Royal Army Veterinary Corps
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|Royal Army Veterinary Corps|
Cap badge of the Royal Army Veterinary Corps incorporating Chiron
|Branch||Veterinary medicine and animal handling|
|Role||Animals, Animal Healthcare|
|Garrison/HQ||Defence Animal Centre, Melton Mowbray, Leicestershire|
|Colonel-in-Chief||HRH The Princess Royal|
The Royal Army Veterinary Corps (RAVC) is an administrative and operational branch of the British Army responsible for the provision, training and care of animals. It is a small but technically competent corps forming part of the Army Medical Services. Unusually, although it is responsible for providing what might be termed materiel, it is under the control of the Adjutant-General, who is in charge of personnel.
The RAVC provides, trains and cares for mainly dogs and horses, but also tends to the various regimental mascots in the army, which range from goats to an antelope. Personnel include veterinary surgeons and veterinary technicians providing medical and surgical care to animals, and handlers who train dogs and deploy with them on operational service. Dogs are used extensively in the theatre of war, and are organised within the Military Working Dog Regiment (see below). Horses are used primarily for ceremonial purposes, although the Corps continues to rehearse procedures for the operational deployment of horses. This is explained on its website in these terms:
Although there is unlikely ever be a significantly large requirement for equines in future military operations, there are scenarios where ground conditions, (in situations where stealth is required or helicopters are not available for example), could make pack transport a vital solution to the need.
The original Army Veterinary Service (Veterinary Corps) within the Army Medical Department was founded in 1796 after public outrage concerning the death of Army horses. John Shipp was the first veterinary surgeon to be commissioned into the British Army when he joined the 11th Light Dragoons on 25 June 1796. This date is recognised as RAVC's foundation day (aka John Shipp Day).
It has been at Melton Mowbray since 1946.
The main location for the RAVC is the Defence Animal Centre based at Melton Mowbray in Leicestershire although staff are spread throughout the Army. They are also responsible for explosives and drug search dogs.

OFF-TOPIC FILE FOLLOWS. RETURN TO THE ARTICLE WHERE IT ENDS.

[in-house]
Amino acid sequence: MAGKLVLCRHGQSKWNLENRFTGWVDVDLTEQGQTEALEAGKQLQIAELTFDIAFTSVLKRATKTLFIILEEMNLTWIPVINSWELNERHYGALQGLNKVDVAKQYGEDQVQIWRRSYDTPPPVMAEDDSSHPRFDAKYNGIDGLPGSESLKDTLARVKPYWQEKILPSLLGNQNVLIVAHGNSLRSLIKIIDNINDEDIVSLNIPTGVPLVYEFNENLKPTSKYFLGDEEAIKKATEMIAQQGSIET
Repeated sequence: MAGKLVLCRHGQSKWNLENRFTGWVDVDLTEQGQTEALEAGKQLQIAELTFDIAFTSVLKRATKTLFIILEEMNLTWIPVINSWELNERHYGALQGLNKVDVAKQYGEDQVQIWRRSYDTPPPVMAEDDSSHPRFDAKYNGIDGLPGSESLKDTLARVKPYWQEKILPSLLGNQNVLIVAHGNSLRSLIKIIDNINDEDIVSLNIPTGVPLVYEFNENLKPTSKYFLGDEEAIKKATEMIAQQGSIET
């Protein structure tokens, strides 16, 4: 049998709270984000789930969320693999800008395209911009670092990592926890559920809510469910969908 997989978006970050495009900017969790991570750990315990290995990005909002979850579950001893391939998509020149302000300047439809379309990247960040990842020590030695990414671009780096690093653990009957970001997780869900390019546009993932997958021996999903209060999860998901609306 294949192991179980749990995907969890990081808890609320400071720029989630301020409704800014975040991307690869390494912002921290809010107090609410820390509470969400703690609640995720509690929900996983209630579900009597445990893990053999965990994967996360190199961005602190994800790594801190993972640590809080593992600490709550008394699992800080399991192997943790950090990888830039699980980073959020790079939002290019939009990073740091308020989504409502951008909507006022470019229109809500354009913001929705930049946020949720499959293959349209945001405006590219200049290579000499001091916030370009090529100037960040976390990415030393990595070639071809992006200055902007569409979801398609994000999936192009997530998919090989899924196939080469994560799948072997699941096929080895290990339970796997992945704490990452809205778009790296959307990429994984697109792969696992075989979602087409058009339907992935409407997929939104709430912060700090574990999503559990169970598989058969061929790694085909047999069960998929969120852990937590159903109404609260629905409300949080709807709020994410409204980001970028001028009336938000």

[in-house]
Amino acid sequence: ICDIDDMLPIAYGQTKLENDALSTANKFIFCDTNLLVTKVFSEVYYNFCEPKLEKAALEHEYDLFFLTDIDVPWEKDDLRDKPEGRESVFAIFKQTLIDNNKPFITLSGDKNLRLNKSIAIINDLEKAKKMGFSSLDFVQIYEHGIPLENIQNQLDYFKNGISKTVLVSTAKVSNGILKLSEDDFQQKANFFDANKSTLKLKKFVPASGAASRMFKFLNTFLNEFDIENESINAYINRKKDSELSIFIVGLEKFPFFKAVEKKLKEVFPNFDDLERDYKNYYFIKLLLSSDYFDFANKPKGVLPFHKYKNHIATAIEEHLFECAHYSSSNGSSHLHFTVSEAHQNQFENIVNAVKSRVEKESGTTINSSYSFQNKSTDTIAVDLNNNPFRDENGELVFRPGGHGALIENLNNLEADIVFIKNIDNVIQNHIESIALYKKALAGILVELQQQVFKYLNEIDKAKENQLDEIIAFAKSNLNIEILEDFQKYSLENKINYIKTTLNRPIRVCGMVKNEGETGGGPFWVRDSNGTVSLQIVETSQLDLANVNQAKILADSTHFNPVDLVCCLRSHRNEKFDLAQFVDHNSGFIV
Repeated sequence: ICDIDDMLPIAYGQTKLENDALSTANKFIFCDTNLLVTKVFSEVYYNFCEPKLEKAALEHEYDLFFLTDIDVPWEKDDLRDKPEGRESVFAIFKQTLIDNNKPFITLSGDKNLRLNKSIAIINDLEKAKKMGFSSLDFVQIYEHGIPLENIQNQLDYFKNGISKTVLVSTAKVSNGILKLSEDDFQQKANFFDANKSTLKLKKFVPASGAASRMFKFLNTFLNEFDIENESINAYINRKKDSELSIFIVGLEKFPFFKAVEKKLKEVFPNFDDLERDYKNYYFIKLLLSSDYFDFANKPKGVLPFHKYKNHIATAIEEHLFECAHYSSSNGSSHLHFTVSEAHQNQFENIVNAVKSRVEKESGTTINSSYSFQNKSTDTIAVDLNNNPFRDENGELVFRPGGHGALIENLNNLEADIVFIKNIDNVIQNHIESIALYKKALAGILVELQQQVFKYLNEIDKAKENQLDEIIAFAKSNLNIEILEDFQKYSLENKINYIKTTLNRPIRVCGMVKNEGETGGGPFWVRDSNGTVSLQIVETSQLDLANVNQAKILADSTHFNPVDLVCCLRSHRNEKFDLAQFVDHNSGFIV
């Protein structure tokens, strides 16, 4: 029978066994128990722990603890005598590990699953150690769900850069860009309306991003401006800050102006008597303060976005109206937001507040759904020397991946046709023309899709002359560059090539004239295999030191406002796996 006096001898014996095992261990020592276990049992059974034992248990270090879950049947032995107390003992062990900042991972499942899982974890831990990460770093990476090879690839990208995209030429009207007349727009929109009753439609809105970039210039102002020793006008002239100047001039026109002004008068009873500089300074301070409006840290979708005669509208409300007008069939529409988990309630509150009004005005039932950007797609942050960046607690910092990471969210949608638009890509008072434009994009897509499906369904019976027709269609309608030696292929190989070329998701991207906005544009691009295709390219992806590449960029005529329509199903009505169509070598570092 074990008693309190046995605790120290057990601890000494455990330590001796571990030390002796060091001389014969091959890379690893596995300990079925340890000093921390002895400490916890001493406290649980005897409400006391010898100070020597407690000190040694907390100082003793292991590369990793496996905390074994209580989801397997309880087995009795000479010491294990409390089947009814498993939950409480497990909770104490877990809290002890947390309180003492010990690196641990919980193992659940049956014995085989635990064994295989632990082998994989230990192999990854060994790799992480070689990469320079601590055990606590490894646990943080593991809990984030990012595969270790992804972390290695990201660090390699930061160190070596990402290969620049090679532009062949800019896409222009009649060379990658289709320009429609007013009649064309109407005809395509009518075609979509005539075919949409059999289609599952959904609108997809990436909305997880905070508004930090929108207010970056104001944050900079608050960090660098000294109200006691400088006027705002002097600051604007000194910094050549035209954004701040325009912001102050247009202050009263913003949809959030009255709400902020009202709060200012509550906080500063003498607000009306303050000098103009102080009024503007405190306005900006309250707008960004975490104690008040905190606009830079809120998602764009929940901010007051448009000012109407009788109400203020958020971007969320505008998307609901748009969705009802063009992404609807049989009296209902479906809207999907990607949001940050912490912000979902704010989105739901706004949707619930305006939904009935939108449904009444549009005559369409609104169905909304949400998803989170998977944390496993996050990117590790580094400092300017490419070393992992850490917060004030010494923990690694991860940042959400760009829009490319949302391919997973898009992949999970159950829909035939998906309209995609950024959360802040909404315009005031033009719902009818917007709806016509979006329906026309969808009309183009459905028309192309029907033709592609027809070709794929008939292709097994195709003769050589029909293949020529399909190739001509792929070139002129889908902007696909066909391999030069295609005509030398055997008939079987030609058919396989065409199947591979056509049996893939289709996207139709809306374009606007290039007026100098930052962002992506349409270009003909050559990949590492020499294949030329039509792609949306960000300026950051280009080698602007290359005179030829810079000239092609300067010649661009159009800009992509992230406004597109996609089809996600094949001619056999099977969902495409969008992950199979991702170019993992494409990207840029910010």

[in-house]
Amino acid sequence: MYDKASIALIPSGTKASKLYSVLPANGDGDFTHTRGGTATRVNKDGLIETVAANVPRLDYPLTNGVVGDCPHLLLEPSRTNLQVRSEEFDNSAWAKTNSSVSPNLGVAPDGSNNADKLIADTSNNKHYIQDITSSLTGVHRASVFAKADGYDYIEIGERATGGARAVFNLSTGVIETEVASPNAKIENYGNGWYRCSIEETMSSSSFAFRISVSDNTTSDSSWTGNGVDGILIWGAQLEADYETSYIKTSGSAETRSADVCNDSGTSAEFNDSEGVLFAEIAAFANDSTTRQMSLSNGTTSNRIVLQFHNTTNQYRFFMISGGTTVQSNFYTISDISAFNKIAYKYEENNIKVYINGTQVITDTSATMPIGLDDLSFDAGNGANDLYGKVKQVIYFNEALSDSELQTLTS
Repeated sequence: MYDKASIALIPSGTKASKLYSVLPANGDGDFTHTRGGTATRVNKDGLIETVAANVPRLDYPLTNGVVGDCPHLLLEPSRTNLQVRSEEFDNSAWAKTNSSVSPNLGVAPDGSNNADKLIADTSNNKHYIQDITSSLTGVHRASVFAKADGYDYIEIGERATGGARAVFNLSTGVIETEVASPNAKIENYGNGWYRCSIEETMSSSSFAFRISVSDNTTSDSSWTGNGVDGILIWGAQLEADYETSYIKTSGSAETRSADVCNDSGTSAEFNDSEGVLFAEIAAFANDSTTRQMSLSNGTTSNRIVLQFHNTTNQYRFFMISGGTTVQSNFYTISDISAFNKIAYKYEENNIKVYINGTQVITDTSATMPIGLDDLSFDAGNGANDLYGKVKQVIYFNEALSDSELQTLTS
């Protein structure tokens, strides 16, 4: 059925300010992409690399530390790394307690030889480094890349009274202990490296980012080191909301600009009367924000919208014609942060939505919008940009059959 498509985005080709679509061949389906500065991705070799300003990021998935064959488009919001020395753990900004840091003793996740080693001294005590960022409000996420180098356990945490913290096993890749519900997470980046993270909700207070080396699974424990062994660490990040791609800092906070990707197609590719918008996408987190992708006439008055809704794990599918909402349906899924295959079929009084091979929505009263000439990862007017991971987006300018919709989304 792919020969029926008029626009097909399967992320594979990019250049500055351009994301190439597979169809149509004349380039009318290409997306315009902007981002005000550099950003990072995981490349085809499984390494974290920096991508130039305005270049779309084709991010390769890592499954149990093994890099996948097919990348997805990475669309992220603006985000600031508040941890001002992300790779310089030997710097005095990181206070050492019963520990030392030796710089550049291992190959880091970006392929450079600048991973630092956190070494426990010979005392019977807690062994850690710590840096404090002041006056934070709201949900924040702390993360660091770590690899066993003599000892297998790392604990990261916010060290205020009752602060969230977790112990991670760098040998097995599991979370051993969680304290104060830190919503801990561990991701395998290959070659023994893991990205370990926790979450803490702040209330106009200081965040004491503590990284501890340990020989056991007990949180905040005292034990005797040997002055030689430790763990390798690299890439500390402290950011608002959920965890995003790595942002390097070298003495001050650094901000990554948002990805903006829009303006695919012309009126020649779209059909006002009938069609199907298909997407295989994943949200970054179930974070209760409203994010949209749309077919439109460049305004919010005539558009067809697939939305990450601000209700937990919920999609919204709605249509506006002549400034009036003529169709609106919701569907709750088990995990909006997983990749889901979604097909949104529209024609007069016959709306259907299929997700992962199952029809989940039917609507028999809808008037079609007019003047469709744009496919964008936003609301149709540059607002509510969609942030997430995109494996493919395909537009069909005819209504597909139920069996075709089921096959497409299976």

Some of its numbered units are:-
- 1st Military Working Dog Regiment
- 101 Military Working Dog Squadron, based at Puckridge Barracks, Aldershot.
- 102 Military Working Dog Squadron, based at Sennelager in Germany.
- 103 Military Working Dog Squadron, based at Sennelager.
- 104 Military Working Dog Squadron, based at St George's Barracks in North Luffenham, Rutland.
- 105 Military Working Dog Squadron, (formed in April 2009) based at Sennelager.
On 24 July 2008, Lance Corporal Kenneth Michael Rowe of the RAVC and attached to 2nd Battalion, The Parachute Regiment was killed along with his search dog Sasha, during a contact with the Taliban in Helmand Province, Afghanistan. He was the 112th British service member to lose his life in that country.
In 2011 LCpl Liam Tasker of 104 MWDSQN was killed in Helmand Province, Afghanistan. His Arms Explosive search dog, Theo, died shortly after. Theo was posthumously awarded the Dickin Medal on 25 October 2012.
Seven memorial stones in remembrance of the five dog handlers who lost their lives while serving in Northern Ireland and the two dog handlers who were killed while on operations in Afghanistan have been placed at their base in North Luffenham.
Work is in progress for an RAVC Memorial at the National Memorial Arboretum in Staffordshire which is planned to be unveiled in Spring 2014
Order of precedence
Adjutant General's Corps
|Order of Precedence||Succeeded by
Small Arms School Corps
- Faulkner, Katherine. "Princess Anne gets to grips with Britain's canine soldiers in surprise visit to Afghanistan troops". The Daily Mail (Associated Newspapers).
- "Royal Army Veterinery [sic] Corps Memorial. North Luffenham". Palace Barracks Memorial Garden.
- Clabby, John, Brigadier (1963). The History of the Royal Army Veterinary Corps, 1919–1961. London: J.A. Allen & Co. p. 244.
- Milne, F.J. (September 1963). "Review of The History of the Royal Army Veterinary Corps 1919–1961". The Canadian Veterinary Journal 4 (9): 235. PMC 1695409. Retrieved 13 May 2008.
- Smith, Frederick, Major-General Sir (1927). A History of the Royal Army Veterinary Corps, 1796–1919. London: Baillière & Co. p. 268.
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